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Posted by on May 31, 2023 in Blog | 0 comments

Why Are So Many Republicans Running (Who Can’t Possibly Win)?




Answer:  Republicans who challenge Trump in this election and make positive impressions this time around will be the favorites to win next time, in 2028.

At first glance, this makes no practical nor political sense.  But now, I think I’ve figured it out.

Donald Trump is the prohibitive favorite to win the Republican nomination in the 2024 presidential race. Whatever your political views and thoughts about Trump, this is an indisputable fact.

Read: Trump’s primary polling advantage is historically large

his mouth or what classified documents or dead bodies are hidden inside his overflowing closet of skeletons. Whatever the scandal, legal charges, civil judgements, rape convictions, federal indictments, illegal payoffs, treasonous actions, bankruptcies, personal embarrassments, insults, or smoking guns, he’s the real “Teflon Don.” Not the late mobster, John Gotti. Teflon Trump. In fact, the only honest thing Trump’s ever shouted was he could shoot somebody in the middle of Fifth Avenue and not lose any votes. Yep, that statement was both a bullseye and a black eye.

Trump will get about half of the Republican primary vote, and even if that’s optimistic, he’s still sitting on a solid and unshakable 40-45 percent of the GOP. The other half of the party is divided amongst itself. Such formidable challenges could make an a primary pathway possible for one, or perhaps two Republican alternatives to Trump. For instance, if Ron DeSantis (Trump’s most viable challenger at the moment — and probably the only legitimate shot for anyone in the party to topple him in 2024) were the sole alternative, indeed, with lots of work and an infusion of a personality there’s some chance he could muster enough of a plurality and beat Trump in the primaries. But that’s not in the landscape right now.

Read: Ron DeSantis slides in polls as Republican challenger as Donald Trump’s popularity soars

Presently, NINE Republicans have officially declared their candidacies, plus another THREE who still might jump in. Former New Jersey Gov. Chris Christie, who probably won’t get more votes than the attendance at an Oakland A’s game, announced his candidacy this morning. That makes a dirty dozen potential challengers to Trump, and anyone who understands math can do the simple calculations.

The equation means this: There’s no foreseeable path for any challenger to overcome Trump’s 24-point margins in the polls and ultimately upset him in the primaries. Perhaps an overly optimistic case can be made for DeSantis provided he can stop his free fall (down 10 points in the last three months), but given a best-case scenario, would every Republican non-Trumper jump onto his bandwagon? I don’t think so.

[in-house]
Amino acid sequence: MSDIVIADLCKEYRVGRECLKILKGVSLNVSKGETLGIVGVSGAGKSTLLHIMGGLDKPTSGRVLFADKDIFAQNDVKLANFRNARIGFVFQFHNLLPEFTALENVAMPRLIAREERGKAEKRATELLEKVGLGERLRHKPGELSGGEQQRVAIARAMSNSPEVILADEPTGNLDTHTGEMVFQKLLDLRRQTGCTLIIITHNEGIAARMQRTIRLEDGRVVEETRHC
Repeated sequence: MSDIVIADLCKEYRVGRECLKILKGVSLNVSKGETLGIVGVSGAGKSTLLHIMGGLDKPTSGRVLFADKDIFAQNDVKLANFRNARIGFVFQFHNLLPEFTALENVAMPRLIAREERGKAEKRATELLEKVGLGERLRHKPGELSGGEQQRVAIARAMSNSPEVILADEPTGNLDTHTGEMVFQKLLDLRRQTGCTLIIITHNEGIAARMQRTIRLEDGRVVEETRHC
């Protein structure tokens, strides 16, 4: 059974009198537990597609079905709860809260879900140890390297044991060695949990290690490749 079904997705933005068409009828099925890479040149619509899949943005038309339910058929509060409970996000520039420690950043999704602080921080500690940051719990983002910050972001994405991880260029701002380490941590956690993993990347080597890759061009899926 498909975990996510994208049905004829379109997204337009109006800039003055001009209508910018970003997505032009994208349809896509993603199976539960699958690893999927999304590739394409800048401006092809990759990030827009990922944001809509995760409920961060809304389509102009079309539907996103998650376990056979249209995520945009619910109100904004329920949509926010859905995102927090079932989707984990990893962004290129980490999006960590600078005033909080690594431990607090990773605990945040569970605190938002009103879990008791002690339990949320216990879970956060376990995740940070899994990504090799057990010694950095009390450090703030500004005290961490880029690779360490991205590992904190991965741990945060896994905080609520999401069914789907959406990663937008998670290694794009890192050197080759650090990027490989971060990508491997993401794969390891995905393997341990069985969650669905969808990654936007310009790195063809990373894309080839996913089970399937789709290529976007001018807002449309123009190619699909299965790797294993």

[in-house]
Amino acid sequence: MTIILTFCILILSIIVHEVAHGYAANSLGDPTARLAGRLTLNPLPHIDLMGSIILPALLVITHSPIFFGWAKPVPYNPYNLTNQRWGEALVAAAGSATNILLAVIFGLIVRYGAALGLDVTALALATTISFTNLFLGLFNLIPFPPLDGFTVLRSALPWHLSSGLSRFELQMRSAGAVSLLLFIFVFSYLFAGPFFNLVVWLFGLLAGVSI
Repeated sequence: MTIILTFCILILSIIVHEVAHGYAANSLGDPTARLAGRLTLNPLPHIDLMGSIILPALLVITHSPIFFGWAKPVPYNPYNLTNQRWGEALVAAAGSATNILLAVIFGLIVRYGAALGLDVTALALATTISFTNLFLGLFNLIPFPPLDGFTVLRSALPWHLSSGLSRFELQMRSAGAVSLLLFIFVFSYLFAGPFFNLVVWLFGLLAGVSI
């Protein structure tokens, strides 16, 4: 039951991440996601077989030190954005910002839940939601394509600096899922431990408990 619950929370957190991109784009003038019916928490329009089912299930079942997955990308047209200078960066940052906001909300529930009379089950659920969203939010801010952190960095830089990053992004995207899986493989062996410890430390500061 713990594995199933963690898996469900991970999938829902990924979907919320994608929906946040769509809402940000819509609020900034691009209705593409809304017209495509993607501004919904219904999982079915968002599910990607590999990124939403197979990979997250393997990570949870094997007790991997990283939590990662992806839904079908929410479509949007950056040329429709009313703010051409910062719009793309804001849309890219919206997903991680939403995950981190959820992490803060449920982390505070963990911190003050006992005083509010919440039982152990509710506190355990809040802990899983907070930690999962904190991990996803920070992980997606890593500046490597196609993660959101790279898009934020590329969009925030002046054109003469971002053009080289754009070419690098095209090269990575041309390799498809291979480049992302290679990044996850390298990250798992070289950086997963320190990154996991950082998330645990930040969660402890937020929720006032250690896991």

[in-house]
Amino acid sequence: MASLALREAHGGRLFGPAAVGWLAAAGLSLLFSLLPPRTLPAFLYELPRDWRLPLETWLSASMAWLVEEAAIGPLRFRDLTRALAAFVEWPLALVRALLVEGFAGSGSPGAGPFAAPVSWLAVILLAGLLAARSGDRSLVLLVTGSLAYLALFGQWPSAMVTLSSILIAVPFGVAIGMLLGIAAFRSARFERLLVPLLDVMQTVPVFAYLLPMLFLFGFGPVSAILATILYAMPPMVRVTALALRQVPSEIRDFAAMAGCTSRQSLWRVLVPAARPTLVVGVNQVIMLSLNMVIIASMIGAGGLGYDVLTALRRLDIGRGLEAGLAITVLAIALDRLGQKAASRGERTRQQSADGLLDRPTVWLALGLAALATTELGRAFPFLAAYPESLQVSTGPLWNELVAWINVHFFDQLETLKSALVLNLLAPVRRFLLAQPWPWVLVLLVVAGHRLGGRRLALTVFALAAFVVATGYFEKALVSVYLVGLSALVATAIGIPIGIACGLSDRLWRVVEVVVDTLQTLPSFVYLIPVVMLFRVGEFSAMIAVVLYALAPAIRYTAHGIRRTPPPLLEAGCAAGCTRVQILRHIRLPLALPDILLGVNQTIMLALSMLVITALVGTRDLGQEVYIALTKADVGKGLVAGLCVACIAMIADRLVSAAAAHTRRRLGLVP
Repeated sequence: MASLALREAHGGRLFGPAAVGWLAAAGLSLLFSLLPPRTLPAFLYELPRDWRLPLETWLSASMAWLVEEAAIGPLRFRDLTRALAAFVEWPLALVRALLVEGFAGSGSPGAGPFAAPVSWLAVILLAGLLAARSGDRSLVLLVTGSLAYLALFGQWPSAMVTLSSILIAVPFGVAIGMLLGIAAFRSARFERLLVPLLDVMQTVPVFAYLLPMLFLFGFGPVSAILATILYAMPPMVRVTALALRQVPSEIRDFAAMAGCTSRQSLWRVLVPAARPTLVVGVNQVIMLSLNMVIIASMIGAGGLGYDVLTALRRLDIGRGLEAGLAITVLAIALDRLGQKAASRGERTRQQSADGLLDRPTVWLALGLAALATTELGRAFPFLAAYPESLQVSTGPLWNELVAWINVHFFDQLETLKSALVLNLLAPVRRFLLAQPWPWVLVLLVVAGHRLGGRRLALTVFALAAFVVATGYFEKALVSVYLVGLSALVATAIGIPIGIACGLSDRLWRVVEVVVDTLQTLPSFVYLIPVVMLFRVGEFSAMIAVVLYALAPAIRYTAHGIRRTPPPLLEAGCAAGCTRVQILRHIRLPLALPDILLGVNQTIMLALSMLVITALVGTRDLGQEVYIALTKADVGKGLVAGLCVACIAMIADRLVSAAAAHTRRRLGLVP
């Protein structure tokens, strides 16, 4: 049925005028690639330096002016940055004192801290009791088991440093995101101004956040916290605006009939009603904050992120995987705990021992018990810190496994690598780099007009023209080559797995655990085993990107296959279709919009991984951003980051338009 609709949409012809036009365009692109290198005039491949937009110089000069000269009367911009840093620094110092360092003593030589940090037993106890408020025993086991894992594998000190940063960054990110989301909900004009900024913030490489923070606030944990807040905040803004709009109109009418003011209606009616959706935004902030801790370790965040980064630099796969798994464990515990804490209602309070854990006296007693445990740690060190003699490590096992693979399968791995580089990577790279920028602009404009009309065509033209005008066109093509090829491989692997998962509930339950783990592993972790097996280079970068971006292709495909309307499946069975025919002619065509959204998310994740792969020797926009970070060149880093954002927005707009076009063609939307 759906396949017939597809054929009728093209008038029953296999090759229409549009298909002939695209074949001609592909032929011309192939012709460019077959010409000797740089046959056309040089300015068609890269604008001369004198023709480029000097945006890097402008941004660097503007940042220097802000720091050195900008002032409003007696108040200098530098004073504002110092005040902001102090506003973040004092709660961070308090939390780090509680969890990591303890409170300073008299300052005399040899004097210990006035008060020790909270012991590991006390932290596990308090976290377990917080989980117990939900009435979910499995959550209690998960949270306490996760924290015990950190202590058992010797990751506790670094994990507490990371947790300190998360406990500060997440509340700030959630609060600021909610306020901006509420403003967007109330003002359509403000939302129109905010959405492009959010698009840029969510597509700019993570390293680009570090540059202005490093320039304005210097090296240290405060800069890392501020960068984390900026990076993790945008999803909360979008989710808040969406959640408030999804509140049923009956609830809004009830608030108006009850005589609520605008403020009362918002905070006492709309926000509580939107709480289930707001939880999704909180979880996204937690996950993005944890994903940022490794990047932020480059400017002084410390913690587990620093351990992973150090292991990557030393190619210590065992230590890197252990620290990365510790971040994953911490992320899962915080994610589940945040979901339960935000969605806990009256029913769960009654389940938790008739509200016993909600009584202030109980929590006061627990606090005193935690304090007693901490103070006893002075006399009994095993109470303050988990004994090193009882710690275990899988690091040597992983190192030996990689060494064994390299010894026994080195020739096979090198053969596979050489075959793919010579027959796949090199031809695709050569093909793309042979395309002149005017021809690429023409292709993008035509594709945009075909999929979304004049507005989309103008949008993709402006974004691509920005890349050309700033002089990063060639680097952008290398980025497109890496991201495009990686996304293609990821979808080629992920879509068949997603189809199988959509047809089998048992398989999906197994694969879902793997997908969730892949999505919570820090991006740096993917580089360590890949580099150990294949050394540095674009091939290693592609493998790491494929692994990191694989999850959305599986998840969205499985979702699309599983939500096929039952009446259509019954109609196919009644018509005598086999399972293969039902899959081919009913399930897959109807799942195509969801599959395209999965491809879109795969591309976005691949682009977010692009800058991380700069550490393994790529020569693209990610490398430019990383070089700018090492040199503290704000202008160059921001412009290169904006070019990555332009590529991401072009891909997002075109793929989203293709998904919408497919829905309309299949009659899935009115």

This leads to my question, So, why are so many Republicans running? Surely, they know they can’t win. Right?

I’ve been thinking about this lately, and came up with a theory. It might not apply to all NINE challengers to Trump, but I do think it’s a viable explanation.

My theory is — they aren’t running in 2024 with victory in mind. Rather, they jumped into this election knowing very well that Trump is likely to crash and burn (again). Like experienced chess players, they’re thinking several moves ahead, and perhaps four to five years in advance. Those who challenged Trump in this election and made positive impressions upon Republicans this time around will be the favorites to win next time. That means, they’re looking to run in 2028.

Most of these Republicans are relatively young. Choosing not to run in 2024 yields too much potential free publicity in a time when the party is in turmoil. Even a losing primary race in a presidential election can yield lots of valuable political real estate — in addition to relationships with donors — for a future run (think Ronald Reagan losing to President Ford in 1976, then taking that base and winning in 1980). Abdicating the highest profile political race in the country gives the stage (and the spotlight) to other potential replacements in a post-Trump GOP. Oh yes, there is going to be lots of clawing and clamoring to take over the ash heap, because Trump is perfectly willing to burn the Republican Party to the ground, and everyone knows it. He cares nothing about political philosophy, the future of the party, or any other candidate or elected leader. He’s already been humiliated in three straight elections (essentially falling way short of projections in 2018, 2020, and 2022). His endorsement become a mud stain in close races and swing states. He’s political suicide.

Fact: With few exceptions, most of the Republican leadership can’t wait until Trump loses, and then (they hope) disappears into oblivion.

The sooner this happens, the better for Republicans. By making a bold stand now, and at least symbolically separating themselves from a lunatic and a loser, they’ll be in much stronger position for 2028. In baseball terms, this isn’t a race to the plate. It’s a race to the batter’s box to be the next hitter.

Sure, other motivations factor, as well. A few challengers may be delusional enough to think a losing Veep slot (getting picked by Trump as a running mate) will boost their careers. If Sen. Tim Scott, who appears to have a bright future ahead, is thinking along these lines, he’s insane.

They all expect to lose in 2024, but they’re eying 2028. That’s why so many are running for president.

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